The events that transpired in year 2020 has changed the way the retail industry interacts with consumers. With restrictions continually changing and the uncertainty of future lock downs, it has become clear that retailers can’t just rely on selling in a physical store, to bring in their sales.
Particuarly in these times, Consumers are looking for shopping options, such as ordering online with delivery to their home, click and collect in store or browsing and shopping in a physical store. They want to find to option that delivers the best experience and greatest convenience for them.
To thrive, retailers need to take advantage of digital technology and online options associated with having a digital presence. Retailers can expand their reach beyond their typical customer base, use digital advertising to target specific consumers, access to abandon cart data and much more The possibilities are endless.
Offering more in-store
The comprehensive, unified offering across sectors is what customers are demanding, and to make it work properly, retail stores need to invest in technologies such as IoT, AR and AI.
As customers become smarter shoppers, retail spaces need to offer more than just a product showcase. They need to offer memorable and immersive brand experiences. These brand experiences can either be through human touch or technology, such as augmented reality and virtual reality. Imagine stores where you can play a game of basketball in your new shoes. Or augmented reality mirrors that let you virtually try on clothing without even having to get changed.
This re‑invented retail space will require more robust IT infrastructure, but it won’t all be in the cloud.
Advantages with edge
Why edge computing and not simply the cloud? Cloud computing has many benefits, including scalability and elasticity. However, it has limitations when it comes to network connectivity and latency. Edge computing provides more reliable performance and connectivity to keep systems operational even if network fails.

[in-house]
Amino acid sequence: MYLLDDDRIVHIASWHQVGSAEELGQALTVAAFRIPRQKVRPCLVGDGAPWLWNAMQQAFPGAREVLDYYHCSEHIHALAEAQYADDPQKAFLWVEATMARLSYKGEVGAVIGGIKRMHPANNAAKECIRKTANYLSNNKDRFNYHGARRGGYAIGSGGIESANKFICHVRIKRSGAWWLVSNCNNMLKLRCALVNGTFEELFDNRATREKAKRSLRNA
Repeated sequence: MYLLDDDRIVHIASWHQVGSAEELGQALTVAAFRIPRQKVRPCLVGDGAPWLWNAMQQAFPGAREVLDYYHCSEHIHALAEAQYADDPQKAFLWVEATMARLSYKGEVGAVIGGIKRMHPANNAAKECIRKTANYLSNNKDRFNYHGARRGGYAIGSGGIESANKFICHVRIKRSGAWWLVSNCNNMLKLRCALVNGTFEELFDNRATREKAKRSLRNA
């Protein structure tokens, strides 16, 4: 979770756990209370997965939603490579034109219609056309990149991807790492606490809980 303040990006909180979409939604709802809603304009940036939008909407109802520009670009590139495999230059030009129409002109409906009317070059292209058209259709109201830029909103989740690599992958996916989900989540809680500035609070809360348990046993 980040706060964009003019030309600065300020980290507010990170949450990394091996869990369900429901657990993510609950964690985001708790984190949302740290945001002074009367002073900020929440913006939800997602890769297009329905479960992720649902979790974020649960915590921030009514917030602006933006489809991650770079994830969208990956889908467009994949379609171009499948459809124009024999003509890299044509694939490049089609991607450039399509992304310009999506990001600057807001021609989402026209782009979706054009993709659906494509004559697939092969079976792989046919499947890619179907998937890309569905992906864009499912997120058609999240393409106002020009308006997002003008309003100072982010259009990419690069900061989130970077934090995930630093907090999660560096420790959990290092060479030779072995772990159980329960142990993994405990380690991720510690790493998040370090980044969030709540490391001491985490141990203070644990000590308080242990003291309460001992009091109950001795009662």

For brick and mortar retailers, almost 90% of global retail sales still occur in physical stores. For this reason, most of them are investing in computing power located closer to the buyer. In the traditional physical retail storefront, the network is usually comprised of a small server room and cash registers with individual backup power UPS (Uninterrupted Power Supply). New in-store edge environments focus on the digital experience of the customer, and this requires new edge applications that offer meaningful data. To do this, retail IT must push more assets to the edge to ensure that the digital and physical components are seamlessly integrated. Also, hosting these applications at the edge can improve logistics, inventory and supply chain management to reduce costs.
As the edge becomes the critical connectivity point for local data gathering and analytics, micro data centres offer a plug and play preconfigured integrated infrastructure. These edge nodes are managed through remote software that allows IT staff to keep systems running even when they aren’t onsite.
Technology to keep it all going
There is nothing worse than losing a customer at the checkout. Whether it be online or in store, customers who give up because the software needed to process their sales isn’t working properly are unlikely to come back in a hurry. Don’t let this happen to you. Invest in the technology needed to keep everything up and running. Technology such as server racks, UPS, security, as well as cloud-based management tools are key elements to a robust edge architecture.